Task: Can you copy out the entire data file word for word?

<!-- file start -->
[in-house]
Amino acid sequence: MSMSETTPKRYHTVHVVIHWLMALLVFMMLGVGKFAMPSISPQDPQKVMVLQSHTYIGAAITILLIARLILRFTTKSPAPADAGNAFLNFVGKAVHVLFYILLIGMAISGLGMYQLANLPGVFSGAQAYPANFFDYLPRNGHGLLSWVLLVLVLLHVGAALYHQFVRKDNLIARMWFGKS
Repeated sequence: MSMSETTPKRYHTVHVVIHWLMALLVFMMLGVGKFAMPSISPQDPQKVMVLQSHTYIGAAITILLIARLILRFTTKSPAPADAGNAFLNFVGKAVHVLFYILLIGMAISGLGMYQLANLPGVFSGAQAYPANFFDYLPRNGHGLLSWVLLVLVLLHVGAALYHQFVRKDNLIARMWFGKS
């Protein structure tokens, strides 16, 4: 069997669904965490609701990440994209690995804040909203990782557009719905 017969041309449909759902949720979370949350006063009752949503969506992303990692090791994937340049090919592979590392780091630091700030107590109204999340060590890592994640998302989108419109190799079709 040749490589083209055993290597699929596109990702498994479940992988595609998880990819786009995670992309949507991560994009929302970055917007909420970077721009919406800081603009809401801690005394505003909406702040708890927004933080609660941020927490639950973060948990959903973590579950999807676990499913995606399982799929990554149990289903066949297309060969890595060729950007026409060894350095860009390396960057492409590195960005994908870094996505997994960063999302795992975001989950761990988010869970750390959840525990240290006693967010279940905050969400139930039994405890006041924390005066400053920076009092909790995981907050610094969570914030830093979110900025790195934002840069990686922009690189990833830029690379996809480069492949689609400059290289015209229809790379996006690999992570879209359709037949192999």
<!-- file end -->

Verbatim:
[in-house]
Amino acid sequence: MSMSETTPKRYHTVHVVIHWLMALLVFMMLGVGKFAMPSISPQDPQKVMVLQSHTYIGAAITILLIARLILRFTTKSPAPADAGNAFLNFVGKAVHVLFYILLIGMAISGLGMYQLANLPGVFSGAQAYPANFFDYLPRNGHGLLSWVLLVLVLLHVGAALYHQFVRKDNLIARMWFGKS
Repeated sequence: MSMSETTPKRYHTVHVVIHWLMALLVFMMLGVGKFAMPSISPQDPQKVMVLQSHTYIGAAITILLIARLILRFTTKSPAPADAGNAFLNFVGKAVHVLFYILLIGMAISGLGMYQLANLPGVFSGAQAYPANFFDYLPRNGHGLLSWVLLVLVLLHVGAALYHQFVRKDNLIARMWFGKS
């Protein structure tokens, strides 16, 4: 069997669904965490609701990440994209690995804040909203990782557009719905 017969041309449909759902949720979370949350006063009752949503969506992303990692090791994937340049090919592979590392780091630091700030107590109204999340060590890592994640998302989108419109190799079709 040749490589083209055993290597699929596109990702498994479940992988595609998880990819786009995670992309949507991560994009929302970055917007909420970077721009919406800081603009809401801690005394505003909406702040708890927004933080609660941020927490639950973060948990959903973590579950999807676990499913995606399982799929990554149990289903066949297309060969890595060729950007026409060894350095860009390396960057492409590195960005994908870094996505997994960063999302795992975001989950761990988010869970750390959840525990240290006693967010279940905050969400139930039994405890006041924390005066400053920076009092909790995981907050610094969570914030830093979110900025790195934002840069990686922009690189990833830029690379996809480069492949689609400059290289015209229809790379996006690999992570879209359709037949192999």